This week’s episode of Girls was one of the most interesting of its entire five-season run. We left Japan and returned to New York to watch the crew — sans Shoshanna — deal with the kind of buried frustrations that come as relationships transition and evolve.
In by far the best position this episode is Elijah, who has somehow managed to hook nationally beloved not-Anderson-Cooper-but-come-on-we-know-what-you’re-getting-at anchorman Dill Harcourt, played by the gorgeous and gorgeously voiced Corey Stoll. It’s probably too much to ask for, but I wouldn’t mind if their relationship continued on exactly like this for the rest of the season, with Elijah’s low expectations continually surpassed and kinky sex for all to enjoy.
Hannah and Fran, on the other hand, seem in position for a fall. They have a private blow-up over teaching techniques that sets Hannah off into a familiar stream of vindictiveness and self-sabotage, which eventually leads to public blow-ups not only with Fran, but with Jessa too.
However, when it comes to Hannah and Fran’s disagreement itself, this might be the first time in the history of Girls that I would declare Hannah Horvath 100 percent in the practical, procedural, and moral right. Even if he disagreed with Hannah’s ability to execute her no-grammar-no-problem plan, Fran was out of line in messing with her lesson — in what world does it make sense to grade another teacher’s papers without permission? Besides, the American educational system has been reaping the meager rewards of rule-and-repeat education for decades, and where has that gotten us? Far below the standard of the developed world among high school graduates in math and reading, that’s where — so, for once, Hannah’s liberal-arts-school flouting of protocol in favor of creative expression seems entirely appropriate. Fran, let the children grow and develop, you adorably neurotic fuddy-duddy.
Of course, Hannah’s correctness only lasts for about 15 minutes before she takes things way out of hand, pulling Fran out of his class to openly fight with him about their personal relationship in front of the eighth grader — Male (it’s Gaelic, and it's pronounced Miley) — whose paper was torn in their skirmish. One step forward, 17 steps back. Hannah and Fran are clearly in for some stormy weather over the next few episodes, and I’m not sure if their relationship will survive, but I have high hopes that it will give the always reliable Jake Lacy something meaty to work with.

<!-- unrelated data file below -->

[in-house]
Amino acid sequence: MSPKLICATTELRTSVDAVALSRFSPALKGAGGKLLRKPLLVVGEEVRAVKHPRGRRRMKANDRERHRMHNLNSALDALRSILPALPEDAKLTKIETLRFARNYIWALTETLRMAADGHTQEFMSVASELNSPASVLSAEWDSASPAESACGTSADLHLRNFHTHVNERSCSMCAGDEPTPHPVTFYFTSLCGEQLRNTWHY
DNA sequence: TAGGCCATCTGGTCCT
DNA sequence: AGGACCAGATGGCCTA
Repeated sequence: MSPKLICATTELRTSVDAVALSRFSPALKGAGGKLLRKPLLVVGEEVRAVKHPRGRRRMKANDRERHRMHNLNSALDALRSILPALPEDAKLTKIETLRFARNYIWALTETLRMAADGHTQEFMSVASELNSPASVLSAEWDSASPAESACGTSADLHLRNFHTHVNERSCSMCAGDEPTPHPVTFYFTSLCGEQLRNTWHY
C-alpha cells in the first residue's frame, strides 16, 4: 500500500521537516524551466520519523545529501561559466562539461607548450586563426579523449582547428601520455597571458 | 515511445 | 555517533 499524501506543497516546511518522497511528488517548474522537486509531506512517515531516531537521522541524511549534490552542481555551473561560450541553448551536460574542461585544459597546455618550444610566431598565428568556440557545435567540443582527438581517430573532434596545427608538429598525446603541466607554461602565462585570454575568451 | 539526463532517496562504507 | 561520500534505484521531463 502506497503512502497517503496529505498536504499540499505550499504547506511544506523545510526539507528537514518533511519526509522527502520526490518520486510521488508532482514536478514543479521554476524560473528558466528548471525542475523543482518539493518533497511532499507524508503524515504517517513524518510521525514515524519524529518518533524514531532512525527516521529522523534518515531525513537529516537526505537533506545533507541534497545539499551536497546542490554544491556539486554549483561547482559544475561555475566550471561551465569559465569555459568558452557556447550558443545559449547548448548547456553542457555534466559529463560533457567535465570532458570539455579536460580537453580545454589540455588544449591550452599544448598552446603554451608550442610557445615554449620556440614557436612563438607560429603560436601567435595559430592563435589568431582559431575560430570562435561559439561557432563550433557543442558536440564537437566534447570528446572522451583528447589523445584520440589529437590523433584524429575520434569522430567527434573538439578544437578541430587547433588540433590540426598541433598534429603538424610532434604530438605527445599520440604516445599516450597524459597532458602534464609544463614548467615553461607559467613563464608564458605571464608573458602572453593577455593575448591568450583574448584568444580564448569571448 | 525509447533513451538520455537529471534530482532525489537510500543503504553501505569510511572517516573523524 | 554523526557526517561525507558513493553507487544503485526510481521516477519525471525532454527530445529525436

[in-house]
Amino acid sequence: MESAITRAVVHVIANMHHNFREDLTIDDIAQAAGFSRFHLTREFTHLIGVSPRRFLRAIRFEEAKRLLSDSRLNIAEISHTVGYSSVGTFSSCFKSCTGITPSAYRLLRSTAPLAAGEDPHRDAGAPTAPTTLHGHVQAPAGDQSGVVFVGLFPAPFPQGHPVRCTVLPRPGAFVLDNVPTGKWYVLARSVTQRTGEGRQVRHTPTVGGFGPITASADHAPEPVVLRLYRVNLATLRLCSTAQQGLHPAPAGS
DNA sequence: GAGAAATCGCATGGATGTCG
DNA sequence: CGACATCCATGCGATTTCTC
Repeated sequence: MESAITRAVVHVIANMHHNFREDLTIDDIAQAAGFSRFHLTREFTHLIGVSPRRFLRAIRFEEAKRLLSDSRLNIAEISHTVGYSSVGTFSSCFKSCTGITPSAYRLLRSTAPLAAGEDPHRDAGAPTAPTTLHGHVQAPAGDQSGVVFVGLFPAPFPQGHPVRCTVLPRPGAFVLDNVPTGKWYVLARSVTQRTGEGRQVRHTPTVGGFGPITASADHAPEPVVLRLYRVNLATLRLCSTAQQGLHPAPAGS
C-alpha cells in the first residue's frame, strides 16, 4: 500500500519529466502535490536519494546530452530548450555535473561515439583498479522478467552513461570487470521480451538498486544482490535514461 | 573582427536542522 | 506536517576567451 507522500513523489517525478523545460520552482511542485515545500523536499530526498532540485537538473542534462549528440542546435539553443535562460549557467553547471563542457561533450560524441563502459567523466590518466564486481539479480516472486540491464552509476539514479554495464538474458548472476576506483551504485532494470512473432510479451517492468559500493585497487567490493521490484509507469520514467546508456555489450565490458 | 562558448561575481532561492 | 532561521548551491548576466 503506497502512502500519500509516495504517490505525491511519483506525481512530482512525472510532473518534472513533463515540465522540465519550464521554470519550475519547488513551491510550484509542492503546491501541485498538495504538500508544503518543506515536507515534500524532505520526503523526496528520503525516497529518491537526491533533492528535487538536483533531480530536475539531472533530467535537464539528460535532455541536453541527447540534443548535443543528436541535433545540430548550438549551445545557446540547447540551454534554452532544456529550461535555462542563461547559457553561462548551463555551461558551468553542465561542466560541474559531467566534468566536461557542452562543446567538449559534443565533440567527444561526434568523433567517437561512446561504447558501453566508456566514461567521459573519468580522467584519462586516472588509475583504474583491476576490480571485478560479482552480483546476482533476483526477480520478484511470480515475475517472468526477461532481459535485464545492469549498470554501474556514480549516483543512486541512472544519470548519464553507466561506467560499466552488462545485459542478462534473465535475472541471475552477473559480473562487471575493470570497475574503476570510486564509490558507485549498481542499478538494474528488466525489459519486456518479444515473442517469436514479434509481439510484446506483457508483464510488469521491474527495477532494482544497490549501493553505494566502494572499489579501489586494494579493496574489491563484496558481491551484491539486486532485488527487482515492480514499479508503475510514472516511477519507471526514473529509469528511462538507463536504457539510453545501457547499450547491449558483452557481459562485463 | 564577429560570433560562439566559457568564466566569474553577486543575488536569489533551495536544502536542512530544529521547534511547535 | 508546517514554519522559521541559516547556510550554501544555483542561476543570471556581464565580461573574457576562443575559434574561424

Marnie is mostly a trifle in this episode, but it’s nice to have her back after her two-episode Eccccchhhhuadorian honeymoon retreat. Somewhere along the last five seasons, Marnie has become the character most likely to score laughs from me, and watching her manage her predictable disgust at Desi’s impulsive decision to rip up and renovate her apartment made for an episode arc that was at first amusing and then surprisingly sweet. If the season opener highlighted the dysfunction in the Marnie-Desi relationship, this week was a nice reminder that a lunatic like Marnie is probably best suited to another lunatic. Dysfunction was always going to be a given for these two, but their compatibility is a welcome twist.
If most of this episode was spent setting up story lines to explode later in the season, the biggest concrete development is that, after a solid season and a half of teasing, Adam and Jessa finally got it on. In a typical Girls move, the show’s two sexiest characters who are not Corey Stoll get together in a scene that is more awkward than it is erotic. There are fumbling arms and inconvenient position changes -- plus the the whole encounter takes place on Adam’s couch. After a particularly embarrassing slip, Adam mumbles, “Is this what bad sex is like?” and it’s hard to imagine that a scene meant to satisfy audience expectations could have produced a moment as sweet as this.
I know everyone knows Adam Driver is excellent, but does Jemima Kirke get enough credit for how good she is as an actress? For someone who proclaims little interest in professional thespionage beyond this show, Kirke is one of Girls's most fascinating cast members. Where most of the actors on the show are tasked with characters who are selectively clueless, Jessa is self-aware enough to keep her feelings hidden. So Kirke has the charge of playing behaviors but not necessarily the emotions that drive them, and she consistently rises to the occasion. In this episode alone, she is conflicted with Hannah's friendship, blaming Hannah for her own asceticism with Adam, flustered at Adam’s door, and confident as she and Adam (finally!) have sex -- and then it all pays off in the episode’s final moments as she lies in Adam’s arms, her face for the first time an open portrait of her character’s vulnerability and self-doubt.